Food Stamp reform Introduced In New Hampshire Senate

Food Stamp reform presented in the NH Senate Photo by Kimberly Morin

By Steve MacDonald

On Tuesday, New Hampshire State Senator Kevin Avard introduced legislation that would ‘tighten up’ the State’s Food Stamp Program. The legislation will be sure that those who are receiving benefits are truly eligible. There will be an asset test as well as a work requirement program. Avard touts the extremely successful program that Maine put into place that required able-bodied adults without children who could work to either work or volunteer. In this program, Maine saw a drop in those who were receiving food stamps which enabled the state to be sure they were only providing food stamps to those who actually needed them rather than those who were possibly abusing the system. From the release:

“The intent of this legislation is to strengthen New Hampshire’s food stamp program so that it can remain solvent for those who truly need the benefits for years to come. By requiring an asset test, we are protecting those most in need be ensuring precious resources are not being diverted to those who do not need assistance.”

From Senate Bill 7 (SB 7),

I.  Provides that the department of health and human services shall not seek, accept, or renew a waiver of the federal work requirements for food stamp eligibility.

II.  Requires the department to use the federal resource limits for food stamp eligibility.

III.  Requires the department to use federal income limits for food stamp eligibility rather than categorical eligibility standard.

IV.  Requires individuals to cooperate with the division of child support services as a condition of eligibility for food stamps.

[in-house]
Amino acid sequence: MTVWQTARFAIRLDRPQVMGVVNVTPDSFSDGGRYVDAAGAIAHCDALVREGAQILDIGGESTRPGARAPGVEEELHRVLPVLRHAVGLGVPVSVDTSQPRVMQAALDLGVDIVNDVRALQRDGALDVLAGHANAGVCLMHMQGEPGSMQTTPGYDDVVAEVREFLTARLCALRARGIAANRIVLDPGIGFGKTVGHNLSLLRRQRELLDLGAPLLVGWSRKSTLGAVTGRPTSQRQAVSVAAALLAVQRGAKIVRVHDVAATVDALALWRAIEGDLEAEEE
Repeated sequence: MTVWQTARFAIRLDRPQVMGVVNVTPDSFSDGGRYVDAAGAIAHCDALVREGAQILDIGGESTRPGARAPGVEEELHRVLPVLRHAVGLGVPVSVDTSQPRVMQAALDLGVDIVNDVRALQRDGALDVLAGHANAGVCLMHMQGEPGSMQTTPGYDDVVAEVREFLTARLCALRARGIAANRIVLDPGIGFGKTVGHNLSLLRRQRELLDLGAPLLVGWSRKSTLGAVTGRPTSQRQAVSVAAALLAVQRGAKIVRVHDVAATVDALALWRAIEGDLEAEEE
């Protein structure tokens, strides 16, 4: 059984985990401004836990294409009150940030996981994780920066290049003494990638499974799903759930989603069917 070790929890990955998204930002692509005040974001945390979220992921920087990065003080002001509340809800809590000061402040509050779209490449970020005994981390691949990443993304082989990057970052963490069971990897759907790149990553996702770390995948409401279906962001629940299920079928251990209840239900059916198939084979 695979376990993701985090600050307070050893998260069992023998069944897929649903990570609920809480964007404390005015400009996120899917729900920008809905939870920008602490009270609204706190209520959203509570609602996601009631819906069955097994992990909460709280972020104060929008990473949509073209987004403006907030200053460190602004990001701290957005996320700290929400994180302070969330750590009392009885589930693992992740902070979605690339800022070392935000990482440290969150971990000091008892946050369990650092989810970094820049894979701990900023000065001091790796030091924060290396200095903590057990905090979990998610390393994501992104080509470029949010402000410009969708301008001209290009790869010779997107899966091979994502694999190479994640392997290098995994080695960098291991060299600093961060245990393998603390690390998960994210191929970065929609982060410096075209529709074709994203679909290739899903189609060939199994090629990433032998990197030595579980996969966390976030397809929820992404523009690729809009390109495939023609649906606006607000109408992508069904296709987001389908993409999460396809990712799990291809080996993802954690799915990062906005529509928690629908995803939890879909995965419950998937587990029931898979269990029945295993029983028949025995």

Maine introduced a work requirement for food stamps. Their program specifically targeted able-bodied adults without dependents.

In the first three months after Maine’s work policy went into effect, its caseload of able-bodied adults without dependents plummeted by 80 percent, falling from 13,332 recipients in Dec. 2014 to 2,678 in March 2015.

A growing number of states are considering work requirements, part-time work, or at a minimum mandatory job training, as a way to encourage able-bodied adults to progress away from taxpayer-funded handouts and prop-ups like food stamps.

Democrats will jump all over this, but Republicans should be quick to defend it. Progressive power relies almost entirely on welfare slaves. The more dependent someone is on government, the easier it is for the political class to leverage that dependence as a way to socially engineer society. They want to use government to change you.

A genuinely progressive approach is to work toward self-reliance. Skills and work are their own reward, and that independence can free up taxpayer resources for other priorities not the least of which is leaving more of that in the pockets of those who earned it for them to put back into the economy as they see fit.

One more quick point. A family in New Hampshire can’t get food stamps unless everyone 16 or older in that home has some form of ID. This means that every person the Democrats claim could be “harmed” by this legislation already has proper identification to vote, long before they may even be eligible to vote.

Challenge Democrat motivations. Mug their narratives. People deserve better than the Left’s welfare plantation. Most of them want better. Some of them need a little encouragement.

You can read the entire press release here.

 

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